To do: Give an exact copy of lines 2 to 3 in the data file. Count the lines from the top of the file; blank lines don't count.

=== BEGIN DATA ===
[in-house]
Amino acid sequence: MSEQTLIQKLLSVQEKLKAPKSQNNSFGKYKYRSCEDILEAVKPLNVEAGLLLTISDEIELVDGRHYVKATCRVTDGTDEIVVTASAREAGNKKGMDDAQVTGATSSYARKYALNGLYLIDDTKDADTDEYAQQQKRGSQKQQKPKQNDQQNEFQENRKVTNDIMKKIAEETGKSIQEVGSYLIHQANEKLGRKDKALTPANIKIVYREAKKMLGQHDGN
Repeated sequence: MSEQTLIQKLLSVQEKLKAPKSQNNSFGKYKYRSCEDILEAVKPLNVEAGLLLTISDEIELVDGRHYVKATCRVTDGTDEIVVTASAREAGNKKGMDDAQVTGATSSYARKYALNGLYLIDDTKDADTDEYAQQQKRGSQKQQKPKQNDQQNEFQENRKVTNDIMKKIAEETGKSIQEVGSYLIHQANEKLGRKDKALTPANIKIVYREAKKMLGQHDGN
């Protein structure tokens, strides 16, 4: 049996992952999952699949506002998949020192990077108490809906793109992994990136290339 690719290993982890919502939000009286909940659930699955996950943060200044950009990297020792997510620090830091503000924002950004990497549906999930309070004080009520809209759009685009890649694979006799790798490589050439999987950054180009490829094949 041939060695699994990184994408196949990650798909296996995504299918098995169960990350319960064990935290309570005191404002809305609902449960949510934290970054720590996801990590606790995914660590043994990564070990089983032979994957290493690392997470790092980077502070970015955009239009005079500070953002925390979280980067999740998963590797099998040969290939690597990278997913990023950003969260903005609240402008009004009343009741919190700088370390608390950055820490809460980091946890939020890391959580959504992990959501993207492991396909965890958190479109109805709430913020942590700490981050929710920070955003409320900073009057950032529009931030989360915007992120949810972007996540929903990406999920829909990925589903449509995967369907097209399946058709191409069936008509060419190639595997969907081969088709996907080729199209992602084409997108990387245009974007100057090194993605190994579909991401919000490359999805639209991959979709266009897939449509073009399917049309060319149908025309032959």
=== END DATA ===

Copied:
Amino acid sequence: MSEQTLIQKLLSVQEKLKAPKSQNNSFGKYKYRSCEDILEAVKPLNVEAGLLLTISDEIELVDGRHYVKATCRVTDGTDEIVVTASAREAGNKKGMDDAQVTGATSSYARKYALNGLYLIDDTKDADTDEYAQQQKRGSQKQQKPKQNDQQNEFQENRKVTNDIMKKIAEETGKSIQEVGSYLIHQANEKLGRKDKALTPANIKIVYREAKKMLGQHDGN
Repeated sequence: MSEQTLIQKLLSVQEKLKAPKSQNNSFGKYKYRSCEDILEAVKPLNVEAGLLLTISDEIELVDGRHYVKATCRVTDGTDEIVVTASAREAGNKKGMDDAQVTGATSSYARKYALNGLYLIDDTKDADTDEYAQQQKRGSQKQQKPKQNDQQNEFQENRKVTNDIMKKIAEETGKSIQEVGSYLIHQANEKLGRKDKALTPANIKIVYREAKKMLGQHDGN